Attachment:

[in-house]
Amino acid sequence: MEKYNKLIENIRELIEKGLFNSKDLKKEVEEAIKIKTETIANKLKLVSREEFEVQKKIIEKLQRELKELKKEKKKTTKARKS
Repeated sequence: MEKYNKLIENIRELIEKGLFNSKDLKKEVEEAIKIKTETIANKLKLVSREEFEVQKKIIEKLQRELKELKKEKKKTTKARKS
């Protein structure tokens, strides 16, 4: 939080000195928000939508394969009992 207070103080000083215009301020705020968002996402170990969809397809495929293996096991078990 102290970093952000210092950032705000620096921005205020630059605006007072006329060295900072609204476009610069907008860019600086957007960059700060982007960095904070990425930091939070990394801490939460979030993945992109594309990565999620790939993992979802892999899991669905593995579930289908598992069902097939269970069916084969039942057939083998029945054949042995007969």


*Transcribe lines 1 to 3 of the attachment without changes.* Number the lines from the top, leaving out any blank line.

[in-house]
Amino acid sequence: MEKYNKLIENIRELIEKGLFNSKDLKKEVEEAIKIKTETIANKLKLVSREEFEVQKKIIEKLQRELKELKKEKKKTTKARKS
Repeated sequence: MEKYNKLIENIRELIEKGLFNSKDLKKEVEEAIKIKTETIANKLKLVSREEFEVQKKIIEKLQRELKELKKEKKKTTKARKS